The dictionary defines the term “quid pro quo” as a favor or advantage granted or expected in return for something. If that’s not what happened with various Clinton Foundation suitors while Hillary Clinton served as secretary of state, then it appears quid pro quo needs to be redefined.
As reported by The Associated Press’ Stephen Braun and Eileen Sullivan on Tuesday, more than half the people outside the government who met with Mrs. Clinton while she was secretary of state gave money — either personally or through companies or groups — to the Clinton Foundation. In a review of calendars the State Department released to The Associated Press, Mr. Braun and Ms. Sullivan found that at least 85 of 164 donors who met or had phone conversations scheduled with then-Secretary Clinton donated to her family charity or pledged commitments to its international programs.
The analysis noted that the 85 donors contributed a combined total of as much as $156 million, with at least 40 donating more than $100,000 each and 20 shelling out more than $1 million.
The Clinton campaign of course cried foul on several aspects of the analysis, including that it covered only the first half of Mrs. Clinton’s tenure as secretary of state.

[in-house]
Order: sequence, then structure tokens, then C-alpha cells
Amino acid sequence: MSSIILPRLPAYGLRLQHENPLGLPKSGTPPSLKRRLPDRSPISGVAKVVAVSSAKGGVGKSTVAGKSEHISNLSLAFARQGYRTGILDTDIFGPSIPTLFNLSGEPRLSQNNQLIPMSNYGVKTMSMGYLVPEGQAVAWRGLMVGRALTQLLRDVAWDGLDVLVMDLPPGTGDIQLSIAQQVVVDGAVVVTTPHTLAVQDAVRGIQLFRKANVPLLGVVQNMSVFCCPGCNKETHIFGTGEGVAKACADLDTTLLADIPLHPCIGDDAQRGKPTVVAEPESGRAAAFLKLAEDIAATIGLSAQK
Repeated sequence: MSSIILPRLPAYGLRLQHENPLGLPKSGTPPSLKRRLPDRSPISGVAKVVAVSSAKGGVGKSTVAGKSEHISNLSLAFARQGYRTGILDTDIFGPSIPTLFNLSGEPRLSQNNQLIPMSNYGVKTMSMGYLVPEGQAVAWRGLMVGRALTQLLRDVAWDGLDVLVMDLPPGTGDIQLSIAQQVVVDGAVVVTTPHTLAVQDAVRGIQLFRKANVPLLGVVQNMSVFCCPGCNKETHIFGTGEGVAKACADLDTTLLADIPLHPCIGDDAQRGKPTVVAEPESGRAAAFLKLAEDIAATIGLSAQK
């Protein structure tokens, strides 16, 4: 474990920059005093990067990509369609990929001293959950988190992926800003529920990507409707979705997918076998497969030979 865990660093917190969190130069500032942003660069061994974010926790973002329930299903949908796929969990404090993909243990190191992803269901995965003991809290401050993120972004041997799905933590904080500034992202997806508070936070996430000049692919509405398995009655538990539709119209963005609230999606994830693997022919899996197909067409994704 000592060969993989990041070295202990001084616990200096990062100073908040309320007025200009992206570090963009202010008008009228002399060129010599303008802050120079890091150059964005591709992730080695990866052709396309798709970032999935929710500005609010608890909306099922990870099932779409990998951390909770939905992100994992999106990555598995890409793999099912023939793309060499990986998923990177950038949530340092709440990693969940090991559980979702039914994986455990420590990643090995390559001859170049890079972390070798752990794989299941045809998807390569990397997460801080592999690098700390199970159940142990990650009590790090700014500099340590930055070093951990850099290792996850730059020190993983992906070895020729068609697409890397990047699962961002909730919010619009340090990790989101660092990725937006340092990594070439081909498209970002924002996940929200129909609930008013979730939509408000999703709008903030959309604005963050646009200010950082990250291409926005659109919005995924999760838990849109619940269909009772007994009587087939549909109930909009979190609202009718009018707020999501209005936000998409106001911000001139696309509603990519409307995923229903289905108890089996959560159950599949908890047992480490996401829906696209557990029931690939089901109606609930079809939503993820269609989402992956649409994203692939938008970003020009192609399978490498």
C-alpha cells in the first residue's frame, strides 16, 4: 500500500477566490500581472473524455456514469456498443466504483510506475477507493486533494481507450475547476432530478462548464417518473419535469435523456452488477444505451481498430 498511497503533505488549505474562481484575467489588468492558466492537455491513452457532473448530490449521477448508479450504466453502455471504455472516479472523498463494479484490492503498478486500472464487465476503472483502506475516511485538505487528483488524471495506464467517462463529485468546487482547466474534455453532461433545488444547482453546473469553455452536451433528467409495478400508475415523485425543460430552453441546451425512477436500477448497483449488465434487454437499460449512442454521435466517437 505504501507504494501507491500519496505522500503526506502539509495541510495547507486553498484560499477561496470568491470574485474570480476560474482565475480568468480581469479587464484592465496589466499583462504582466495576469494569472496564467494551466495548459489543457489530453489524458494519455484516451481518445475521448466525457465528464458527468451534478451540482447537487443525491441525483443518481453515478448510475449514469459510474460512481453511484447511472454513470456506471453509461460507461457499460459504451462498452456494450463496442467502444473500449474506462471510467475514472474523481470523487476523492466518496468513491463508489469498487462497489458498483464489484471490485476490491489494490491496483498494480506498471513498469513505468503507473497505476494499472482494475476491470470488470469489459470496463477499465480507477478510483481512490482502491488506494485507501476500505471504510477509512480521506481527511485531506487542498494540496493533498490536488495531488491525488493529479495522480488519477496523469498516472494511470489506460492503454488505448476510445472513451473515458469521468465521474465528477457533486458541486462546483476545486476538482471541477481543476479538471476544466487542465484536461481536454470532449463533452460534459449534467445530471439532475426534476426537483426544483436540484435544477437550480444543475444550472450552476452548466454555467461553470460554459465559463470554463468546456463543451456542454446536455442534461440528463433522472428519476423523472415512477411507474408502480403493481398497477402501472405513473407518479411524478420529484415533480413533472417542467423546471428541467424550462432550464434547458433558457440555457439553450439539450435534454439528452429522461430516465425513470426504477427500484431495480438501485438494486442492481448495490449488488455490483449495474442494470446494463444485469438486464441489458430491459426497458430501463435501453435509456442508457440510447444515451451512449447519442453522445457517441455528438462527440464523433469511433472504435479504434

Further calling into question the shady ethics that govern the behavior of the Clintons was a Judicial Watch report that came out the day before the AP analysis. Among the 725 pages released by the transparency watchdog were previously unreleased email exchanges in which Huma Abedin, formerly Mrs. Clinton’s top aide, “provided influential Clinton Foundation donors special, expedited access to the secretary of state. In many instances, the preferential treatment provided to donors was at the specific request of Clinton Foundation executive Douglas Band.”
One exchange involved Crown Prince Salman of Bahrain, who couldn’t get a meeting with Secretary Clinton through normal channels. But after Ms. Abedin convinced Mr. Band to intervene, the meeting was set up within 48 hours. Surely that had nothing to do with the fact that the crown prince in 2005 established a scholarship program for the Clinton Global Initiative — a program that by 2010 had contributed $32 million to the CGI. (Not for nothing, but have you seen Bahrain’s human rights record?)
Judicial Watch noted there were more than a dozen email exchanges in which Ms. Abedin provided expedited, direct access to Mrs. Clinton for a variety of foundation donors, with contributions ranging from $25,000 to $10 million. Sounds like the definition of quid pro quo from here.
On Wednesday, the Democratic nominee spoke live by phone with CNN’s Anderson Cooper, denouncing any thought that Clinton Foundation donors influenced her in her role as secretary of state or created any conflicts of interest. Said Mrs. Clinton: “I know there’s a lot of smoke, and there’s no fire.”
The Clintons, of course, have generated more smoke in the past three decades than the most ferocious Western wildfires. The pattern of behavior is extensive, blatant and clear. Don’t expect it to improve if voters elevate Hillary to the Oval Office.